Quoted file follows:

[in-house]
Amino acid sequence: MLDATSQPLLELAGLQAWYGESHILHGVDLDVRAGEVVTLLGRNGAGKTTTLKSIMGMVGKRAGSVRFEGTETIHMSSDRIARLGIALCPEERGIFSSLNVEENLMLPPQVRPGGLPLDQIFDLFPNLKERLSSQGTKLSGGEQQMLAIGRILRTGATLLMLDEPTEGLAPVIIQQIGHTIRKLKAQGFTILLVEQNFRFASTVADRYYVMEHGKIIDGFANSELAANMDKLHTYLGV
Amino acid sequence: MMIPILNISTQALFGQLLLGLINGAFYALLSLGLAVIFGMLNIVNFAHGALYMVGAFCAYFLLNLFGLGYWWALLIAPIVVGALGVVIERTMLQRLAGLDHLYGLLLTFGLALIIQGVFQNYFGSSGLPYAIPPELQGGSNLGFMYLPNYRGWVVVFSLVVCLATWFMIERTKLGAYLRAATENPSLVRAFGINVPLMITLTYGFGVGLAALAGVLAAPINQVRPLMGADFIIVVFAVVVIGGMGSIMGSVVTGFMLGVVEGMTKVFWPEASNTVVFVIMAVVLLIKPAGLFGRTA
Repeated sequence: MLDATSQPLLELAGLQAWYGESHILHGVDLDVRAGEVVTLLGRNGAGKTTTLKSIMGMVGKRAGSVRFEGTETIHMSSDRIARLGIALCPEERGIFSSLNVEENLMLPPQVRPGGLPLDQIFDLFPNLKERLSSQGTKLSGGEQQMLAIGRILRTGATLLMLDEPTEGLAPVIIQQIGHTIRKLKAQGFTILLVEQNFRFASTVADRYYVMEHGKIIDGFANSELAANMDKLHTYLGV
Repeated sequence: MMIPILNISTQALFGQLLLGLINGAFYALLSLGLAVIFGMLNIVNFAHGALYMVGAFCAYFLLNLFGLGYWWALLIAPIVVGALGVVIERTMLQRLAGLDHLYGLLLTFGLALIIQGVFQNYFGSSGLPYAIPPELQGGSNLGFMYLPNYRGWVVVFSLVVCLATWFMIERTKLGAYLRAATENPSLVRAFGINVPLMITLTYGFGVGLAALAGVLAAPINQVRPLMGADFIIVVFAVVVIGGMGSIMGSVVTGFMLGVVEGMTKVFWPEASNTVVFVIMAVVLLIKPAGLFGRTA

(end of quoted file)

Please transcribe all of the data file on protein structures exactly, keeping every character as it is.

[in-house]
Amino acid sequence: MLDATSQPLLELAGLQAWYGESHILHGVDLDVRAGEVVTLLGRNGAGKTTTLKSIMGMVGKRAGSVRFEGTETIHMSSDRIARLGIALCPEERGIFSSLNVEENLMLPPQVRPGGLPLDQIFDLFPNLKERLSSQGTKLSGGEQQMLAIGRILRTGATLLMLDEPTEGLAPVIIQQIGHTIRKLKAQGFTILLVEQNFRFASTVADRYYVMEHGKIIDGFANSELAANMDKLHTYLGV
Amino acid sequence: MMIPILNISTQALFGQLLLGLINGAFYALLSLGLAVIFGMLNIVNFAHGALYMVGAFCAYFLLNLFGLGYWWALLIAPIVVGALGVVIERTMLQRLAGLDHLYGLLLTFGLALIIQGVFQNYFGSSGLPYAIPPELQGGSNLGFMYLPNYRGWVVVFSLVVCLATWFMIERTKLGAYLRAATENPSLVRAFGINVPLMITLTYGFGVGLAALAGVLAAPINQVRPLMGADFIIVVFAVVVIGGMGSIMGSVVTGFMLGVVEGMTKVFWPEASNTVVFVIMAVVLLIKPAGLFGRTA
Repeated sequence: MLDATSQPLLELAGLQAWYGESHILHGVDLDVRAGEVVTLLGRNGAGKTTTLKSIMGMVGKRAGSVRFEGTETIHMSSDRIARLGIALCPEERGIFSSLNVEENLMLPPQVRPGGLPLDQIFDLFPNLKERLSSQGTKLSGGEQQMLAIGRILRTGATLLMLDEPTEGLAPVIIQQIGHTIRKLKAQGFTILLVEQNFRFASTVADRYYVMEHGKIIDGFANSELAANMDKLHTYLGV
Repeated sequence: MMIPILNISTQALFGQLLLGLINGAFYALLSLGLAVIFGMLNIVNFAHGALYMVGAFCAYFLLNLFGLGYWWALLIAPIVVGALGVVIERTMLQRLAGLDHLYGLLLTFGLALIIQGVFQNYFGSSGLPYAIPPELQGGSNLGFMYLPNYRGWVVVFSLVVCLATWFMIERTKLGAYLRAATENPSLVRAFGINVPLMITLTYGFGVGLAALAGVLAAPINQVRPLMGADFIIVVFAVVVIGGMGSIMGSVVTGFMLGVVEGMTKVFWPEASNTVVFVIMAVVLLIKPAGLFGRTA